Financial services and real estate companies accounted for the vast majority of insolvencies recorded within the services industry in 2021, with 114 (77 in financial services and 37 in real estate). This represents 28% of total insolvencies in 2021, compared with 19% in 2020. Health, fitness and beauty companies also featured prominently again, with 31 insolvencies recorded in 2021 (8% of total insolvencies), compared with 40 in 2020 (7%). 7 insolvencies were recorded in entertainment, 6 in agriculture, 5 in education and 5 in other services in 2021.

The construction industry recorded the second-highest number of corporate insolvencies in 2021 with 69, representing 17% of total insolvencies. This is a marginal increase from 2020, when 65 construction insolvencies were recorded (11% of total). Current construction insolvencies are notably lower than pre-pandemic levels – there were 94 insolvencies recorded in the construction industry in 2019 – despite the impact of cost inflation that was widely reported during 2021.

The hospitality industry recorded a low level of insolvencies in 2021 with just 31, representing 8% of the total number. This is a 65% decrease from 2020, when 88 corporate insolvencies were recorded in the hospitality sector and a 62% decrease from 2019, when 82 hospitality insolvencies were recorded.

The retail industry recorded 38 insolvencies in 2021, representing 9% of total insolvencies. This is a notable decrease of 62% when compared with 2020, when a total of 101 retail insolvencies were recorded. Similarly, when compared to 2019, retail insolvencies are down 56% from 87.

“One would expect the hospitality and retail sectors to be particularly affected by the pandemic, given the particular difficulties that companies in these sectors have faced and continue to face. However, when compared with both 2019 and 2020, 2021 has seen a notable decrease in insolvencies across both sectors,” Van Dessel said.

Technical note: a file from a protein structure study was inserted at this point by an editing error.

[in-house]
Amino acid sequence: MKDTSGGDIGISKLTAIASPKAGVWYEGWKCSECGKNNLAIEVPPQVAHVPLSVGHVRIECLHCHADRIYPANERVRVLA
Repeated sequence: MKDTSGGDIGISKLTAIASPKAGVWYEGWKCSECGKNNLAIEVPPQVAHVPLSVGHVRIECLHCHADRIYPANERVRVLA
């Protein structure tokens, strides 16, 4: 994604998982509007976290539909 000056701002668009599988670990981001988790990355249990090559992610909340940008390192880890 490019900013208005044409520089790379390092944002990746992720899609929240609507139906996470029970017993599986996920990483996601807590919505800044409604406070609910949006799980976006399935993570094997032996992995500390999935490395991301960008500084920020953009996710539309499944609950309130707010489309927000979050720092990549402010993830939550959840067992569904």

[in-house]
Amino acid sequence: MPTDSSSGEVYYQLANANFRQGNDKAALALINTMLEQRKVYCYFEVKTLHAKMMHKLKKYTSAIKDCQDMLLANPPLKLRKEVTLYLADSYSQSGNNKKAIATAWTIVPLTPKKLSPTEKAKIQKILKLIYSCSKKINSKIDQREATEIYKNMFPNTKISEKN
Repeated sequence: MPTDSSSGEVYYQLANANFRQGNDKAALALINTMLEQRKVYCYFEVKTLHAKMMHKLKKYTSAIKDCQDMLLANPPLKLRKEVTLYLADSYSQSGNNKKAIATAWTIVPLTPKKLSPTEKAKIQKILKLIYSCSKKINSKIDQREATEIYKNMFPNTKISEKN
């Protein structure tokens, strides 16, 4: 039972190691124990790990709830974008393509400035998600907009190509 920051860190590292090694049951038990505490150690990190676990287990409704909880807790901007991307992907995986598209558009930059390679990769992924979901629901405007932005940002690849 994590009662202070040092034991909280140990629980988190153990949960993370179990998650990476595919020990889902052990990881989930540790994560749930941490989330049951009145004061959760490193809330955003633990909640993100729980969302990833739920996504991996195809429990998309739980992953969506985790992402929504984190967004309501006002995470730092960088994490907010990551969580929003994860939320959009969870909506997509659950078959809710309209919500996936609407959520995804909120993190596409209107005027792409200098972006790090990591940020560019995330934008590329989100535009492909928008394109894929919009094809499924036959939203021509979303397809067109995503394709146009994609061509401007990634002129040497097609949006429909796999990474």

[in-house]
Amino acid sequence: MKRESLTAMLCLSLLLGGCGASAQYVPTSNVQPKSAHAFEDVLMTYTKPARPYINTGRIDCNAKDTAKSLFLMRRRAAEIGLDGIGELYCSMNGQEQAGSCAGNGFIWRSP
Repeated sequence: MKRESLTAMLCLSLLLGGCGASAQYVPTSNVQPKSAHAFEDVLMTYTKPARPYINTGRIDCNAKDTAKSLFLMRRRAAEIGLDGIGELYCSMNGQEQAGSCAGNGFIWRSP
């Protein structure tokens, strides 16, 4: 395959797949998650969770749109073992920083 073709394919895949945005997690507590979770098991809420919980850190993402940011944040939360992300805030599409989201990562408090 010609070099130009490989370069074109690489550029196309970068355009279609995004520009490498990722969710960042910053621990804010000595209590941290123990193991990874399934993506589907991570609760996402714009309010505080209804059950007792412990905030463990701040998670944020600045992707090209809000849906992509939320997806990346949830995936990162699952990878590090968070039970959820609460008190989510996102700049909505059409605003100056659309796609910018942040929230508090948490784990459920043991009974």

“This strongly suggests that a number of companies in these sectors are relying on government Covid supports and/or creditor forbearance and, as a result, are delaying taking action to address a likely insolvency scenario. Therefore, it seems likely that we will see an increase in the number of hospitality and retail insolvencies, either in 2022 or beyond.”

The manufacturing industry recorded 28 insolvencies in 2021 (7% of total), remaining consistent with 2020 (37 insolvencies, 7% of total) and 2019 (38 insolvencies, 7% of total).

The transport industry recorded 42 insolvencies in 2021; however, this figure is somewhat distorted, as 27 of these insolvencies related to a single group of companies. If this were treated as one insolvency event, this would leave the transport industry with 16 insolvencies in 2021 (4% of total), which is consistent with the levels seen in 2020 (17 insolvencies, 3% of total) and 2019 (21 insolvencies, 3% of total). “It would appear that the effect of rising fuel prices has not, as yet, impacted transport sector insolvencies,” said Van Dessel.

The IT industry recorded 7 insolvencies in 2021 (2% of total) and continues to be the industry least-affected by the pandemic.

John Kennedy
Award-winning ThinkBusiness.ie editor John Kennedy is one of Ireland's most experienced business and technology journalists.

Recommended